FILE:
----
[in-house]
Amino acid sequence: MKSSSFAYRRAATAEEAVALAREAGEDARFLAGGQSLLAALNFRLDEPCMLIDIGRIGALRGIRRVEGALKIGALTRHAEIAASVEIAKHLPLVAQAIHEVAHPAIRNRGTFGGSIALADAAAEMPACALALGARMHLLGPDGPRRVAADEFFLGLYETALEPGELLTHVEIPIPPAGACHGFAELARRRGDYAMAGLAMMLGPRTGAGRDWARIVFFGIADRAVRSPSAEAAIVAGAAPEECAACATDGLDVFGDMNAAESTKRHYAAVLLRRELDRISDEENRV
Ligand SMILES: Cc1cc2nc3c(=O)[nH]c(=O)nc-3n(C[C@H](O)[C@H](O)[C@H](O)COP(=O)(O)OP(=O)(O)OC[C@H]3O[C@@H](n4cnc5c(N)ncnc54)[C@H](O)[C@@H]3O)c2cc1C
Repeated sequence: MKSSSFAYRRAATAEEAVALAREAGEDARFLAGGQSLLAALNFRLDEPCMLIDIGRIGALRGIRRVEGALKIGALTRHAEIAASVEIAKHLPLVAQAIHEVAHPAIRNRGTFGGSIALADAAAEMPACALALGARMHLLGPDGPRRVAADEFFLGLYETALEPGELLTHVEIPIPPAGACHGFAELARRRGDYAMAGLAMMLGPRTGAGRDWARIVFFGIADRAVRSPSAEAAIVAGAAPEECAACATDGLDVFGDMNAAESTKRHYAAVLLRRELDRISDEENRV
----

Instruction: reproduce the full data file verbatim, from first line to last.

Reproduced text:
[in-house]
Amino acid sequence: MKSSSFAYRRAATAEEAVALAREAGEDARFLAGGQSLLAALNFRLDEPCMLIDIGRIGALRGIRRVEGALKIGALTRHAEIAASVEIAKHLPLVAQAIHEVAHPAIRNRGTFGGSIALADAAAEMPACALALGARMHLLGPDGPRRVAADEFFLGLYETALEPGELLTHVEIPIPPAGACHGFAELARRRGDYAMAGLAMMLGPRTGAGRDWARIVFFGIADRAVRSPSAEAAIVAGAAPEECAACATDGLDVFGDMNAAESTKRHYAAVLLRRELDRISDEENRV
Ligand SMILES: Cc1cc2nc3c(=O)[nH]c(=O)nc-3n(C[C@H](O)[C@H](O)[C@H](O)COP(=O)(O)OP(=O)(O)OC[C@H]3O[C@@H](n4cnc5c(N)ncnc54)[C@H](O)[C@@H]3O)c2cc1C
Repeated sequence: MKSSSFAYRRAATAEEAVALAREAGEDARFLAGGQSLLAALNFRLDEPCMLIDIGRIGALRGIRRVEGALKIGALTRHAEIAASVEIAKHLPLVAQAIHEVAHPAIRNRGTFGGSIALADAAAEMPACALALGARMHLLGPDGPRRVAADEFFLGLYETALEPGELLTHVEIPIPPAGACHGFAELARRRGDYAMAGLAMMLGPRTGAGRDWARIVFFGIADRAVRSPSAEAAIVAGAAPEECAACATDGLDVFGDMNAAESTKRHYAAVLLRRELDRISDEENRV